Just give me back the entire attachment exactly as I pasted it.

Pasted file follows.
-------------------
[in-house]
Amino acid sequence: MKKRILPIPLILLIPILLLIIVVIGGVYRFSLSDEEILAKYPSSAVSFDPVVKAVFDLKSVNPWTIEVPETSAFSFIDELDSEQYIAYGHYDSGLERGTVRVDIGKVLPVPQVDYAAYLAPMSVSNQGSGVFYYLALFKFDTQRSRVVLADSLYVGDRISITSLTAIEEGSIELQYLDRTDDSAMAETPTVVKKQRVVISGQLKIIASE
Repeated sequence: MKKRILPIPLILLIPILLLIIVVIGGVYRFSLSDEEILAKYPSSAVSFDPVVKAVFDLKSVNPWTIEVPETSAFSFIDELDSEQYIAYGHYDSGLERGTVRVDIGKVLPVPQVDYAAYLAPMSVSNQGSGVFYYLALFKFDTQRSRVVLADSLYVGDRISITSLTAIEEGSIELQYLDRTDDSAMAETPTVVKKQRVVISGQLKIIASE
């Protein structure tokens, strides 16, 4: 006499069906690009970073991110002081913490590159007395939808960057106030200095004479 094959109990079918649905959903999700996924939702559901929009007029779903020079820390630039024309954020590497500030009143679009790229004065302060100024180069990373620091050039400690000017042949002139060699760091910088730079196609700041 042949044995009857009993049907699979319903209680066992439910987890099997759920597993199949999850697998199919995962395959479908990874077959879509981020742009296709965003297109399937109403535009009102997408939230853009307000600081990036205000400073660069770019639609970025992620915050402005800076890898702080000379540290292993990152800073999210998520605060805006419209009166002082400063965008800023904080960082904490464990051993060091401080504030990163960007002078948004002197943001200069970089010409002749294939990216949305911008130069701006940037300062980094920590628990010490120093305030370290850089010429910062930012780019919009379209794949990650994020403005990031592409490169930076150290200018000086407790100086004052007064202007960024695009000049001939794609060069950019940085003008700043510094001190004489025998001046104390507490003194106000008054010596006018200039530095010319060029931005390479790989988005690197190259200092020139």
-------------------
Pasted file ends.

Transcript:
[in-house]
Amino acid sequence: MKKRILPIPLILLIPILLLIIVVIGGVYRFSLSDEEILAKYPSSAVSFDPVVKAVFDLKSVNPWTIEVPETSAFSFIDELDSEQYIAYGHYDSGLERGTVRVDIGKVLPVPQVDYAAYLAPMSVSNQGSGVFYYLALFKFDTQRSRVVLADSLYVGDRISITSLTAIEEGSIELQYLDRTDDSAMAETPTVVKKQRVVISGQLKIIASE
Repeated sequence: MKKRILPIPLILLIPILLLIIVVIGGVYRFSLSDEEILAKYPSSAVSFDPVVKAVFDLKSVNPWTIEVPETSAFSFIDELDSEQYIAYGHYDSGLERGTVRVDIGKVLPVPQVDYAAYLAPMSVSNQGSGVFYYLALFKFDTQRSRVVLADSLYVGDRISITSLTAIEEGSIELQYLDRTDDSAMAETPTVVKKQRVVISGQLKIIASE
């Protein structure tokens, strides 16, 4: 006499069906690009970073991110002081913490590159007395939808960057106030200095004479 094959109990079918649905959903999700996924939702559901929009007029779903020079820390630039024309954020590497500030009143679009790229004065302060100024180069990373620091050039400690000017042949002139060699760091910088730079196609700041 042949044995009857009993049907699979319903209680066992439910987890099997759920597993199949999850697998199919995962395959479908990874077959879509981020742009296709965003297109399937109403535009009102997408939230853009307000600081990036205000400073660069770019639609970025992620915050402005800076890898702080000379540290292993990152800073999210998520605060805006419209009166002082400063965008800023904080960082904490464990051993060091401080504030990163960007002078948004002197943001200069970089010409002749294939990216949305911008130069701006940037300062980094920590628990010490120093305030370290850089010429910062930012780019919009379209794949990650994020403005990031592409490169930076150290200018000086407790100086004052007064202007960024695009000049001939794609060069950019940085003008700043510094001190004489025998001046104390507490003194106000008054010596006018200039530095010319060029931005390479790989988005690197190259200092020139």